“Now that my health is doing better and I know that I’m not going to die, I need to start actively working this little plot and getting these plants ready for harvest,” he said.

There were lots of things to do. Then again, lots of good things had been happening.

Gao had connected Sanderson with the United Plant Savers, in Ohio, who certified him as a woods-grown ginseng farmer, a government-recognized designation.

He’d connected Gao with his sister’s boss, who had an organic antifungal oil that he thought might remove ginseng blight. Organic ginseng fetches a higher price than ginseng sprayed with fungicides or pesticides. Most growers, including Sanderson, have to apply expensive chemicals regularly to keep their crops alive.

If this oil did what Sanderson thought it might, he’d be ready to move on to certified woods-grown organic.

“This is going to blow certified organics wide open,” he said. “I can kill any blight and still be considered organic.”


Gao had agreed to do some testing, although getting definitive results could take time. A lot of herbs are reported to have antifungal properties, she said. She’d start with an initial screening to see if this antifungal, intended for human use, warranted further research.

“It’s worth testing if it works on this certain pathogen,” she said. “It may or may not work, because antifungal pathogens are very specific. Something that works for one does not necessarily work for another.”

MTSU’s Iris Gao (l) and Molecular Biosciences Ph.D. alumnus Shannon Smith

Sanderson had plenty to keep him occupied until Gao’s research bore fruit.

From a connection at United Plant Savers, he’d learned how to go from three to four prongs faster. (His oldest plants still had three.) Turned out he just needed to thin his tree canopy, from 90% coverage to 75% or 80%.

He was working out the logistics. He still wasn’t going to pay someone to take down those pines.

“I don’t have a way to snake ’em out of there,” he said. “And I don’t want to just drop them and leave them, because that’s going to cause issues later on.”

When the four-prongs finally came, which meant the roots were finally big enough, he’d harvest them. And then, he said, he’d probably put them in dry barrels and wait.

The market price had gone down since he first planted them. Sanderson seemed unaffected. He’s not going anywhere.

Finding the Finish Line

The U.S. Department of Agriculture (USDA) is a big believer in ginseng and a big believer in MTSU Professor Iris Gao. A USDA grant of $148,000 got the International Ginseng Institute (IGI) at MTSU off the ground, and a second grant of $455,000— combined with $300,000 from MTSU—is funding the development of biocontrol agents to prevent blight.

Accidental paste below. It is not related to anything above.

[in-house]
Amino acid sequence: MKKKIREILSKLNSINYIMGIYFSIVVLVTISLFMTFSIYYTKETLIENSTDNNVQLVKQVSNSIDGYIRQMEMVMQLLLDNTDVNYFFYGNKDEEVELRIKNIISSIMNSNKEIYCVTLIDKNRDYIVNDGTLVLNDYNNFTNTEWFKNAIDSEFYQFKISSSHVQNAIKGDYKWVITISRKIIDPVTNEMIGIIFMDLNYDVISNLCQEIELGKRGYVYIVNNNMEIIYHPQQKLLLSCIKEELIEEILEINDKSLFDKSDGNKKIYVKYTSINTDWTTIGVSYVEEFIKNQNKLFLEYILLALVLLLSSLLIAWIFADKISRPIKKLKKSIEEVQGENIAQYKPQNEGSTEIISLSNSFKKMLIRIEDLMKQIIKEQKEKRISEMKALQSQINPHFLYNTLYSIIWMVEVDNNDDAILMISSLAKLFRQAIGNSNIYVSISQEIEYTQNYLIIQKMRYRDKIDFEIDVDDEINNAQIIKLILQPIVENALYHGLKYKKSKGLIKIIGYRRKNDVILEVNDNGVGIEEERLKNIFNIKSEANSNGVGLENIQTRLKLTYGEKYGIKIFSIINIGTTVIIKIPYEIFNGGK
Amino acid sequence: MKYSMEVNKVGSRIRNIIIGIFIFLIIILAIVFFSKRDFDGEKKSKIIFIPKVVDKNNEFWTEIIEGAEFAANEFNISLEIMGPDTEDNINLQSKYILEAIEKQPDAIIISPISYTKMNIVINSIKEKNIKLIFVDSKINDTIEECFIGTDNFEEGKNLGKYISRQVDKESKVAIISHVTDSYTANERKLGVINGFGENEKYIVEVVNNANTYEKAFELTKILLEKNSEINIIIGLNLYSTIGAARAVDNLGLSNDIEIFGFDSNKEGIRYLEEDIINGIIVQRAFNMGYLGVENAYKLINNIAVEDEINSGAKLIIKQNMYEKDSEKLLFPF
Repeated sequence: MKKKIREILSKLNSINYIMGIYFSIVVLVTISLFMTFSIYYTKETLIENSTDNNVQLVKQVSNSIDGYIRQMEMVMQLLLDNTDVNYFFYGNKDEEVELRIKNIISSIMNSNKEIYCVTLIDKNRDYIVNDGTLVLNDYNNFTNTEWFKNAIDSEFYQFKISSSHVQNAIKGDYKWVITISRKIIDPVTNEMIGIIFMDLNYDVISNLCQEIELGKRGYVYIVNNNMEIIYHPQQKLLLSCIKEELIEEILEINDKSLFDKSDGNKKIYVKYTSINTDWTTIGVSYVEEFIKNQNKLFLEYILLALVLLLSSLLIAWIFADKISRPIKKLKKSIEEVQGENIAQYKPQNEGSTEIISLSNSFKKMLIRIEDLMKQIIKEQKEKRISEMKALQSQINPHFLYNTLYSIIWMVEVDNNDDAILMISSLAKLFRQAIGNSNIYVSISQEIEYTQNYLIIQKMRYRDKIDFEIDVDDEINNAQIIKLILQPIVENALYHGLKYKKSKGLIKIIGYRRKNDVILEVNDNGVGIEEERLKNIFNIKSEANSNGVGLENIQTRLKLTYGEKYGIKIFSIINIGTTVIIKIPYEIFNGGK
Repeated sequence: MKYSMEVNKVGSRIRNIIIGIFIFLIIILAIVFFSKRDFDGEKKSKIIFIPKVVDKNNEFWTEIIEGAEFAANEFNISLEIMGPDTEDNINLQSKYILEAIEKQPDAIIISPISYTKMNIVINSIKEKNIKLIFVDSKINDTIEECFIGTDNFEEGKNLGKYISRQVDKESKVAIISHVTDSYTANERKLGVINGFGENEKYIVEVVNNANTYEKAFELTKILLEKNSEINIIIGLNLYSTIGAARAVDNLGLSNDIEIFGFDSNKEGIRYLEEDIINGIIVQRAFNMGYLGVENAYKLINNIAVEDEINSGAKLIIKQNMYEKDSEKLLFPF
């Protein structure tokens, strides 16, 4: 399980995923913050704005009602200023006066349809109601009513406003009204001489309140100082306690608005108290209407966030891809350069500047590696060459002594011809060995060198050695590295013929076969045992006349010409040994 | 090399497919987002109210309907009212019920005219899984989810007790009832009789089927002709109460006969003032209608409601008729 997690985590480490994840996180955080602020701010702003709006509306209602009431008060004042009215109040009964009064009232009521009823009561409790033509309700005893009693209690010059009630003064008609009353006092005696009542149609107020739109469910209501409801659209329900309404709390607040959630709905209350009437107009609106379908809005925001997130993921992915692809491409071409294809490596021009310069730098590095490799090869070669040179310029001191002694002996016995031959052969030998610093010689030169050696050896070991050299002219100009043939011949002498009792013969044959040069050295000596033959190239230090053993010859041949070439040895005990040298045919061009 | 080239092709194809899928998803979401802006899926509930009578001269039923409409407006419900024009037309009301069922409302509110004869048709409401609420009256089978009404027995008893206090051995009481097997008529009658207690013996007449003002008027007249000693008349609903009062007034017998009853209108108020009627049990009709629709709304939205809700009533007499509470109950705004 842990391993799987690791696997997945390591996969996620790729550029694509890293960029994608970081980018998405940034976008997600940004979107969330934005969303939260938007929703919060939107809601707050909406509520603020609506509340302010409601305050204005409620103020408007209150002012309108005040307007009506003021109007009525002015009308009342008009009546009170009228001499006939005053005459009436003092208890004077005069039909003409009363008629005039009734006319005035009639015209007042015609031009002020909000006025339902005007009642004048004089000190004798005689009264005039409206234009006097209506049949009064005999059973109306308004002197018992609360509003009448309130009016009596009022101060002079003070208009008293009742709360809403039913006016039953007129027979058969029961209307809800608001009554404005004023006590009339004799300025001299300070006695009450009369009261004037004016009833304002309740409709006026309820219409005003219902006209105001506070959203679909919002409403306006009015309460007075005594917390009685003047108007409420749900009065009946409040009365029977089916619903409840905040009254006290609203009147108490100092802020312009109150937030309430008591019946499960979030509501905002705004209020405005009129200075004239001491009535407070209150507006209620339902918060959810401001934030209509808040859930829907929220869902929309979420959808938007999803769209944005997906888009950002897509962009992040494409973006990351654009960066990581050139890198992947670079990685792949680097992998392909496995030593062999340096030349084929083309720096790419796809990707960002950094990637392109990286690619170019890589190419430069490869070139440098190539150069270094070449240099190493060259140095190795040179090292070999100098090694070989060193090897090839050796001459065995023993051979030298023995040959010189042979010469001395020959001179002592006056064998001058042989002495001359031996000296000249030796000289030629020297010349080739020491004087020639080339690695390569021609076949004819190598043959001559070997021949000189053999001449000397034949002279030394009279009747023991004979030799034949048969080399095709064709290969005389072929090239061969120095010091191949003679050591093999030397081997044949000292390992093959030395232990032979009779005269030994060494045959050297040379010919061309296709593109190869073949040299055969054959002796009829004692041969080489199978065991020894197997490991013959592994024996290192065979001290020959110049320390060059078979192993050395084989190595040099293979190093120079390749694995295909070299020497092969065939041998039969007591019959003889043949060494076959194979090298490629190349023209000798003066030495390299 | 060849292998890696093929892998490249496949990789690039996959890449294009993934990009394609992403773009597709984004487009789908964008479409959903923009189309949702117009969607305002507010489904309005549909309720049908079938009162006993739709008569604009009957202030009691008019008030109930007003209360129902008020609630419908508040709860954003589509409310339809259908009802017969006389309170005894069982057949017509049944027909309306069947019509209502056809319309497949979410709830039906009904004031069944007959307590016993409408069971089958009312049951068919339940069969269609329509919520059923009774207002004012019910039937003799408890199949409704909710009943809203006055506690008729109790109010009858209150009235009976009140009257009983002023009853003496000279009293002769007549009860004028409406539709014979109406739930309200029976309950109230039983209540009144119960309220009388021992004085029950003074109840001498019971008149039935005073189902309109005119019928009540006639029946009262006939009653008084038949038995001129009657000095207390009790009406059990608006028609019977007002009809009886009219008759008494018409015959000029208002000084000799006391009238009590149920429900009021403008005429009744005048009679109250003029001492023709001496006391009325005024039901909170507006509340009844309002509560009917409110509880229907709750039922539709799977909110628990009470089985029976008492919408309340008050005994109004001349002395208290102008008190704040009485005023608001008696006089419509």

Along with principal investigators from Penn State and the University of Virginia, Gao is leading a multinational research team. It’s a big project to address a big problem.

“The major diseases in ginseng are soil-borne fungal diseases,” Gao said. “They can spread quickly, wiping out a crop in a very short time. That’s the No. 1 issue with [ginseng farming]. It takes time, seven to 10 years. Imagine getting a fungal disease in your fifth or sixth year that wipes out all your plants. It would be a disaster.”

The easiest way to handle blight—spraying crops regularly with synthetic chemicals—is enormously expensive. It also makes the ginseng less desirable on the Asian market, where it’s used in foods, personal care products, and Chinese medicine.

The IGI is researching the use of goldenseal, a “companion plant” to ginseng, that grows in the same habitat and has antifungal properties, Gao said. “We have some good results from that,” she said.

Late last year, they submitted a manuscript of the study for publication. Along with a team of collaborators at Tennessee State University, they also published the first reports of three new pathogens that infect American ginseng. Once they confirmed pathogenicity, Gao said, she and the team began working on developing new, sustainable methods of killing the blight that kills ginseng. The botanical extracts showed “wonderful control in vitro.” The next step was to start testing on live plants.

When the results come in, the IGI will share them with regional growers like Larry Sanderson through newsletters, workshops, and symposiums. Those in-person meetings are also a chance for growers to learn from each other, and for Gao to synthesize the information for collective use.

“That way she can help new people coming in,” Sanderson said. “If they ask where they should go, she can say, ‘Here’s what the technology is showing us, this is all the information that we have, so you can decide what you want to accomplish.’ What she’s doing is just phenomenal.”